Walker, who has been slipping in national polls recently, cast the proposal as a fight against Washington and said he would also end the special exemption for members of Congress carved out in the federal Affordable Care Act.
He cast his plan, Tuesday, in terms of a broken promise from Congressional Republicans to repeal Obamacare.
"People all across this country are fed up with Washington, I feel your pain, I'm fed up with Washington, too," Walker said. "I think about this, we were told by Republican leaders during the campaign cycle last year that we just needed a Republican Senate to be elected to repeal Obamacare. Well here we sit, you know both chambers of the United States Congress have been controlled since January by Republicans and yet there's not a bill on the president's desk to repeal Obamacare."
Walker, who has argued throughout the campaign that he is best positioned to win conservative reforms in Washington, recounted taking on legislative Republicans in Wisconsin when he won his first term as governor.
"I said to them the voters had told us they wanted is to be big and be bold," Walker said. "As you can imagine, at the time, there were some Republican lawmakers who were kind of uneasy with the idea of taking on the status quo. I said it's put up or shut up time."
One of Walker's Republican opponents immediately blasted the plan, however, calling it "Obamacare-lite".
"Yes, there are good features to Governor Walker's plan. But, his plan is fundamentally accepting the premise of Obamacare -- that we need a new federal entitlement program," Louisiana Gov. Bobby Jindal said in a statement Tuesday. "Surely we as Republicans have more courage than this. Surely we can do better than simply producing our own versions of Obamacare lite."
One of the central elements of the Walker proposal replaces the Obama weath-based subsidies for health plans with flat tax credits, ranging between $900 and $3,000 per person, based on their age.
The Walker proposal, the first major policy rollout from his campaign, calls for "capped allotments" to states for some parts of Medicaid while allowing acute care payments to continue uncapped.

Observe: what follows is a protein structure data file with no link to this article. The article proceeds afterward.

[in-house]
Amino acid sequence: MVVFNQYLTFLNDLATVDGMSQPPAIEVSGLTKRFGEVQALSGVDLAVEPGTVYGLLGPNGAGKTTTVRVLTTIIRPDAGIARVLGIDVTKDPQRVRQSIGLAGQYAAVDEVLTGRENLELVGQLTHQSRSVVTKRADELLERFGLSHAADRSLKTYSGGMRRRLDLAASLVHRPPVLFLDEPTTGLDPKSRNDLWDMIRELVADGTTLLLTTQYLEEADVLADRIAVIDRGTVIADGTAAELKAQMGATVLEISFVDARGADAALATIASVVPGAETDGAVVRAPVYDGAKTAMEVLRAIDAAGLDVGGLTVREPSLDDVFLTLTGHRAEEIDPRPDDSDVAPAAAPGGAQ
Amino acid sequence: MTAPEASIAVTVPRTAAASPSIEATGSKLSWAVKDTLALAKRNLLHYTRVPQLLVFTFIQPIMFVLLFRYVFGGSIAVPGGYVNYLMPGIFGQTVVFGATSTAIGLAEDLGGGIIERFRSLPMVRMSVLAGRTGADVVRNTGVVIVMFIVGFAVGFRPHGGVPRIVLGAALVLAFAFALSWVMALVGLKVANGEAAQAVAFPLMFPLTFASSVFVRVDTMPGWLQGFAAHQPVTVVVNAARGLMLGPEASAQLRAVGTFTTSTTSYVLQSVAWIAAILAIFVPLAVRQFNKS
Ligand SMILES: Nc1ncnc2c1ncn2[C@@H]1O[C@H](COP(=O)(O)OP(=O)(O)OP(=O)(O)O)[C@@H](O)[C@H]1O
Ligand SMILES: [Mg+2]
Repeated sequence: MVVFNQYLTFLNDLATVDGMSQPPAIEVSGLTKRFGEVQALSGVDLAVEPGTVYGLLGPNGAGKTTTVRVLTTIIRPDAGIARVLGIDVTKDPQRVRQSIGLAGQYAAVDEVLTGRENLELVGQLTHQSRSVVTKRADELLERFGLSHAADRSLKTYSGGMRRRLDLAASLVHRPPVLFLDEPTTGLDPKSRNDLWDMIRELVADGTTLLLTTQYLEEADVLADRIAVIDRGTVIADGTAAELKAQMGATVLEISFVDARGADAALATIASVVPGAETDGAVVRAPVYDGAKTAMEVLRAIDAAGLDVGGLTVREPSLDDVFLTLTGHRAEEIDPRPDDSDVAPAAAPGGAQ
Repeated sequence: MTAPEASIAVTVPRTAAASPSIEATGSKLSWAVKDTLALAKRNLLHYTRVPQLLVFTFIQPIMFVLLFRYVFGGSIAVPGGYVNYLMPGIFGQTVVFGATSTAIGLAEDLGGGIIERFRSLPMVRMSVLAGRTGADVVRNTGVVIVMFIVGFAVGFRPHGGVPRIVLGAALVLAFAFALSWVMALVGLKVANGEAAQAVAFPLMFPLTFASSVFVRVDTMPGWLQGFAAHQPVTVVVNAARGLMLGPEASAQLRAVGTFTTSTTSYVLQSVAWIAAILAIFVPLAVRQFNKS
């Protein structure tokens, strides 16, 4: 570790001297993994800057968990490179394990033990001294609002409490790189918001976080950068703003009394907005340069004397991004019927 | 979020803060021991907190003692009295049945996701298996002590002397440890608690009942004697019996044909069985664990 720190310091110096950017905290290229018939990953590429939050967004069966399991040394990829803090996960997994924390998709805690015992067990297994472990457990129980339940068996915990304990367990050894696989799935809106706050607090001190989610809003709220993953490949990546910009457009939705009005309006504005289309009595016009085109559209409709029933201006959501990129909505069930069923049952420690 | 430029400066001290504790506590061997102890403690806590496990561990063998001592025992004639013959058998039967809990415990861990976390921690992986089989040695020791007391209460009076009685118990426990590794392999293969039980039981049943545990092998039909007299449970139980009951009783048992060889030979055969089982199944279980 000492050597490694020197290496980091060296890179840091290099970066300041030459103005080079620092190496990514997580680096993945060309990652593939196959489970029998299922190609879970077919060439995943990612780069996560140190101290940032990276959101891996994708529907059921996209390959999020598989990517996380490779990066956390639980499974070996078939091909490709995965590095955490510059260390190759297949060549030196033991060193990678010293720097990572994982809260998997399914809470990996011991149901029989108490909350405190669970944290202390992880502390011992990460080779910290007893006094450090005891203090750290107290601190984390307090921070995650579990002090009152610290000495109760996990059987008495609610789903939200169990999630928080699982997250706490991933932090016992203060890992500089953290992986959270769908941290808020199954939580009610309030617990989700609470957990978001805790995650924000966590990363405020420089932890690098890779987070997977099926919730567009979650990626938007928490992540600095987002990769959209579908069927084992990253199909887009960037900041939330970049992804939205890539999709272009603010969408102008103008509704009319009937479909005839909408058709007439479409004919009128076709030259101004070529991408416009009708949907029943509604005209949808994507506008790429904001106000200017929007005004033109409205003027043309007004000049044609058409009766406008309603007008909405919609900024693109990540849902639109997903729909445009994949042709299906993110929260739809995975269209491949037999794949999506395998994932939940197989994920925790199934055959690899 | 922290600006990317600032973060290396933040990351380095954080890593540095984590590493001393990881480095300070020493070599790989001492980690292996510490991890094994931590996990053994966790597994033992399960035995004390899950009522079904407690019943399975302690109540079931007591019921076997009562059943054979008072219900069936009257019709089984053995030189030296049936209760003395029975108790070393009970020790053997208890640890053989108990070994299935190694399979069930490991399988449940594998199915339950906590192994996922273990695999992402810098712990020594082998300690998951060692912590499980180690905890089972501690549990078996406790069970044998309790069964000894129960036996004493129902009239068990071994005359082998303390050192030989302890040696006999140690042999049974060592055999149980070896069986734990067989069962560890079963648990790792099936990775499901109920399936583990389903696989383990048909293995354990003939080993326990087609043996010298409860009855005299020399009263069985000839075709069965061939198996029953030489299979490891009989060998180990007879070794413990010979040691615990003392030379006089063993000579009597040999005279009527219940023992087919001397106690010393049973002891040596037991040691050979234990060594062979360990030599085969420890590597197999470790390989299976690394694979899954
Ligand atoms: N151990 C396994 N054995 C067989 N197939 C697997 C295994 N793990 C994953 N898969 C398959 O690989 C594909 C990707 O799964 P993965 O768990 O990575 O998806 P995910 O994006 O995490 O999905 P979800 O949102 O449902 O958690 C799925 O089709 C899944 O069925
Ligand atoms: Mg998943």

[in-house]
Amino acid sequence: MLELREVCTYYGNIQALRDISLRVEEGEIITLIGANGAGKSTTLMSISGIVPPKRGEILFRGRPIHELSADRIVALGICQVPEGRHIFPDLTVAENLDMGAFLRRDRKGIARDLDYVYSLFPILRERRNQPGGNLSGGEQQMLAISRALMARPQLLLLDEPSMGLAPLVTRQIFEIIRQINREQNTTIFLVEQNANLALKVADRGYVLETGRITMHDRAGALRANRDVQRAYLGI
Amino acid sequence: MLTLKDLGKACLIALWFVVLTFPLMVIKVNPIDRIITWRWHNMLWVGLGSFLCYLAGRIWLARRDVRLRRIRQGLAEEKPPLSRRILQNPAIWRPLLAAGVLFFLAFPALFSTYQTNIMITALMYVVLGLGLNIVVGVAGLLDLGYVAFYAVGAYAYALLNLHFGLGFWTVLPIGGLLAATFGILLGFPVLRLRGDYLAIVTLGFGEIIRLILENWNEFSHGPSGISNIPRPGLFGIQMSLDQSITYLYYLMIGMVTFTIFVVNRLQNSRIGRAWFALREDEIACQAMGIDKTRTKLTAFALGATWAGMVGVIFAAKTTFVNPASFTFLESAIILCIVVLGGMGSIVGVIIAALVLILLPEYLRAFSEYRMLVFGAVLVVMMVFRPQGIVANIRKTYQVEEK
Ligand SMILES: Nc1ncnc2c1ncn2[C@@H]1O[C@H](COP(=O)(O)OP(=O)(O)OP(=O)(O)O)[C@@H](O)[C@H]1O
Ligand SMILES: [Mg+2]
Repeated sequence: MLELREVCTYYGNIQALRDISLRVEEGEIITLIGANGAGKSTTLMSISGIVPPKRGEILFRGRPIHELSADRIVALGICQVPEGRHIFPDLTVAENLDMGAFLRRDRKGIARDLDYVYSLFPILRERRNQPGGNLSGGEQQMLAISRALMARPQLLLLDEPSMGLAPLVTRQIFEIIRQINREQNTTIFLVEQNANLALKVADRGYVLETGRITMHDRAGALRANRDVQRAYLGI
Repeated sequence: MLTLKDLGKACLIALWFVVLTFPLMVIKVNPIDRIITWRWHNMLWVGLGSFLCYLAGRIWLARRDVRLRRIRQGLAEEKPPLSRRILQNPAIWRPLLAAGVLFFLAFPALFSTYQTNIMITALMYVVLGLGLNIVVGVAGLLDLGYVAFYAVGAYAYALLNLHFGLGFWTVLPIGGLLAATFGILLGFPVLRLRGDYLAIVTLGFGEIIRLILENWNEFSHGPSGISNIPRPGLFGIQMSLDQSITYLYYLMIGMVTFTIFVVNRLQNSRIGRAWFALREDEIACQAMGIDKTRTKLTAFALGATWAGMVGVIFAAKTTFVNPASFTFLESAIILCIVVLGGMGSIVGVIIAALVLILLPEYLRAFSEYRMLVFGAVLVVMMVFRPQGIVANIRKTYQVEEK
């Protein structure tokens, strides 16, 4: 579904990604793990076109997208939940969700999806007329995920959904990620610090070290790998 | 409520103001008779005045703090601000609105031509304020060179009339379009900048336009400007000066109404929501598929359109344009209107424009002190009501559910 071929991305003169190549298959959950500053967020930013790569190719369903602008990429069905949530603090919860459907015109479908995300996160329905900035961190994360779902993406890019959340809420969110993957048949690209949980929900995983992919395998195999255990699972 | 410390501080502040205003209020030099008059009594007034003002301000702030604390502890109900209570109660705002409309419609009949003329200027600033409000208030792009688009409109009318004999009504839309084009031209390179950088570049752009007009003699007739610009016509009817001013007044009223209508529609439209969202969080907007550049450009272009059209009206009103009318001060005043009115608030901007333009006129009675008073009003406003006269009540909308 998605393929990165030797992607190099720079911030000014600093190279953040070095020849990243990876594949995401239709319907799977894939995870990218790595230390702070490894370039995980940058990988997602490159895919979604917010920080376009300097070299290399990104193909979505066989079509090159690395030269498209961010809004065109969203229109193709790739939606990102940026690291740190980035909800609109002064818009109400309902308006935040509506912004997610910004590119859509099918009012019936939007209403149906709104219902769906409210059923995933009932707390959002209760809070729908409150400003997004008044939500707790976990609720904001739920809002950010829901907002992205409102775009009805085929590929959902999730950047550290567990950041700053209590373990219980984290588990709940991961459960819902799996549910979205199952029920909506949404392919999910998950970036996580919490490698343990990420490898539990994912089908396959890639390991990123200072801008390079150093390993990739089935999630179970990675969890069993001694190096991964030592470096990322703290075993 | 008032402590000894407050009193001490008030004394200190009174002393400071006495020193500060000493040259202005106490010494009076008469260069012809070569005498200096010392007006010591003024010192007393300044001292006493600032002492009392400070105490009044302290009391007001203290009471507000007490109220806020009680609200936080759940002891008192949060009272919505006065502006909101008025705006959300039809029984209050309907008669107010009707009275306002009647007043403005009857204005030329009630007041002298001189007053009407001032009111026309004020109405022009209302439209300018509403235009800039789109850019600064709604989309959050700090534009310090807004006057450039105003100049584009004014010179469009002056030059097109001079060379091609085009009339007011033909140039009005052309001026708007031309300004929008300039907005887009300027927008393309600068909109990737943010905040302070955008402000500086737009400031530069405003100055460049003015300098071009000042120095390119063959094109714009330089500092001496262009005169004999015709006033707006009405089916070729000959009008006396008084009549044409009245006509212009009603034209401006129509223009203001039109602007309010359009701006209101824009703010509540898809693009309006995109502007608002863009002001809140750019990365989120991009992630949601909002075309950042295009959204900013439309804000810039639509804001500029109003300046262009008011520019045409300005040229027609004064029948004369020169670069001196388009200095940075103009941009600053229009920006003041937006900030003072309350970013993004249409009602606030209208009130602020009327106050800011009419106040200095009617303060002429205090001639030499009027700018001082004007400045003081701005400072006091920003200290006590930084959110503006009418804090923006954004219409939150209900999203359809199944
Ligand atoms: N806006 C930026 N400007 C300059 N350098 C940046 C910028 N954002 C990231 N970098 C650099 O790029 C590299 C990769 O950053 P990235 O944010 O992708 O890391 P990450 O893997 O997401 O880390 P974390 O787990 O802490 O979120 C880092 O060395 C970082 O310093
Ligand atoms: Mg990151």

He said, Tuesday, he would outline other proposals in the coming weeks.
Health care subsidies -- one of the key pieces for helping low- and middle-income residents sign up for health plans through the Obama law -- would be replaced instead with individual tax credits to help people purchase health care. The credits would be available to anyone not covered by their employers and vary only based on age -- not income -- and range between $900 and $3,000.
He also calls for increasing how much can be placed in a health savings account tax-free and eliminating the health plan requirements set in law, returning to the old system of letting state regulators set the guidelines for health plans.
Walker also writes, in his 13-page policy outline, that he would eliminate all taxes associated with the federal Affordable Care Act and pay for his plan's costs through savings made from reforming and streamlining federal government.
"To offset these improvements, we would simplify and reform how the federal government helps people access health insurance," Walker writes in his plan. "We would empower states to run Medicaid in a way that is more effective, efficient, and accountable, and work with Congress to reform the way the tax code treats gold-plated, employer-sponsored health care plans."
"This is what we did in Wisconsin. We rejected the false-choice narrative between raising taxes and austerity, and instead enacted bold reforms," Walker wrote.
The second-term governor would still, however, keep some key (and popular) pieces of President Barack Obama's signature law. People with pre-existing conditions would be covered as long as they maintain continuous coverage. But Walker would leave it to states to decide how long children can stay on their parents' health plans.
Walker did not say, Tuesday, precisely how he would pay for the plan or how much it is anticipated to cost.